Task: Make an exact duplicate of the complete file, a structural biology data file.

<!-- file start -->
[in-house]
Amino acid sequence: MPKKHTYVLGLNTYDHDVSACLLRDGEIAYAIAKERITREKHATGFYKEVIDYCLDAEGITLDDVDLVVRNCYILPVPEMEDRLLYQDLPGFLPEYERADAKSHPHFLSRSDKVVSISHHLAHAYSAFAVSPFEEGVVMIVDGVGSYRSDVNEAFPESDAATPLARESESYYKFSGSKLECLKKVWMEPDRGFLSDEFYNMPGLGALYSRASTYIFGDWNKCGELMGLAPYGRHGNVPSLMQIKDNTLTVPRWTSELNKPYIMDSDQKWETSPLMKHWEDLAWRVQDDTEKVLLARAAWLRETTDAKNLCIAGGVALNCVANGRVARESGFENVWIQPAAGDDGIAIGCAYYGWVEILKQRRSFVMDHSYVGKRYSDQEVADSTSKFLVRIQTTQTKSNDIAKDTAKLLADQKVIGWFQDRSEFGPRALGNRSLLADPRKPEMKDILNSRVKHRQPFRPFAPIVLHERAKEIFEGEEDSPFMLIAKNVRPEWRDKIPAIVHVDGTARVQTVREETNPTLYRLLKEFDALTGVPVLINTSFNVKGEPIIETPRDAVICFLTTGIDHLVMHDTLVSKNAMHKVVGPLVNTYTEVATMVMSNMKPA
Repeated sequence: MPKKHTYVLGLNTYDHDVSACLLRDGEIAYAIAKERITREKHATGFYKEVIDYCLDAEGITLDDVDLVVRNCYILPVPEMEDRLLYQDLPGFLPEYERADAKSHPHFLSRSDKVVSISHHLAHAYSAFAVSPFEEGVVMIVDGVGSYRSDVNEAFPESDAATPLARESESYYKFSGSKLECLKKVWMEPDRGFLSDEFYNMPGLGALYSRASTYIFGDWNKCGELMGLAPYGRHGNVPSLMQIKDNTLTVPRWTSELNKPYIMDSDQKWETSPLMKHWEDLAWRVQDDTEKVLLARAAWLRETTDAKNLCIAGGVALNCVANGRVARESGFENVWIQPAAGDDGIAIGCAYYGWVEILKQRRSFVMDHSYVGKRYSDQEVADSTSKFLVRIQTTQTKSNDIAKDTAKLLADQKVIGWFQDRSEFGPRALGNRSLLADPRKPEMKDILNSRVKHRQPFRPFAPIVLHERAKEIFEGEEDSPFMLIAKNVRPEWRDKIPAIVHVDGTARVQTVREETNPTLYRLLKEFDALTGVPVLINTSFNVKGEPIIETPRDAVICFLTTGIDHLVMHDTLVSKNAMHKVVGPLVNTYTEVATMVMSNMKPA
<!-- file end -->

[in-house]
Amino acid sequence: MPKKHTYVLGLNTYDHDVSACLLRDGEIAYAIAKERITREKHATGFYKEVIDYCLDAEGITLDDVDLVVRNCYILPVPEMEDRLLYQDLPGFLPEYERADAKSHPHFLSRSDKVVSISHHLAHAYSAFAVSPFEEGVVMIVDGVGSYRSDVNEAFPESDAATPLARESESYYKFSGSKLECLKKVWMEPDRGFLSDEFYNMPGLGALYSRASTYIFGDWNKCGELMGLAPYGRHGNVPSLMQIKDNTLTVPRWTSELNKPYIMDSDQKWETSPLMKHWEDLAWRVQDDTEKVLLARAAWLRETTDAKNLCIAGGVALNCVANGRVARESGFENVWIQPAAGDDGIAIGCAYYGWVEILKQRRSFVMDHSYVGKRYSDQEVADSTSKFLVRIQTTQTKSNDIAKDTAKLLADQKVIGWFQDRSEFGPRALGNRSLLADPRKPEMKDILNSRVKHRQPFRPFAPIVLHERAKEIFEGEEDSPFMLIAKNVRPEWRDKIPAIVHVDGTARVQTVREETNPTLYRLLKEFDALTGVPVLINTSFNVKGEPIIETPRDAVICFLTTGIDHLVMHDTLVSKNAMHKVVGPLVNTYTEVATMVMSNMKPA
Repeated sequence: MPKKHTYVLGLNTYDHDVSACLLRDGEIAYAIAKERITREKHATGFYKEVIDYCLDAEGITLDDVDLVVRNCYILPVPEMEDRLLYQDLPGFLPEYERADAKSHPHFLSRSDKVVSISHHLAHAYSAFAVSPFEEGVVMIVDGVGSYRSDVNEAFPESDAATPLARESESYYKFSGSKLECLKKVWMEPDRGFLSDEFYNMPGLGALYSRASTYIFGDWNKCGELMGLAPYGRHGNVPSLMQIKDNTLTVPRWTSELNKPYIMDSDQKWETSPLMKHWEDLAWRVQDDTEKVLLARAAWLRETTDAKNLCIAGGVALNCVANGRVARESGFENVWIQPAAGDDGIAIGCAYYGWVEILKQRRSFVMDHSYVGKRYSDQEVADSTSKFLVRIQTTQTKSNDIAKDTAKLLADQKVIGWFQDRSEFGPRALGNRSLLADPRKPEMKDILNSRVKHRQPFRPFAPIVLHERAKEIFEGEEDSPFMLIAKNVRPEWRDKIPAIVHVDGTARVQTVREETNPTLYRLLKEFDALTGVPVLINTSFNVKGEPIIETPRDAVICFLTTGIDHLVMHDTLVSKNAMHKVVGPLVNTYTEVATMVMSNMKPA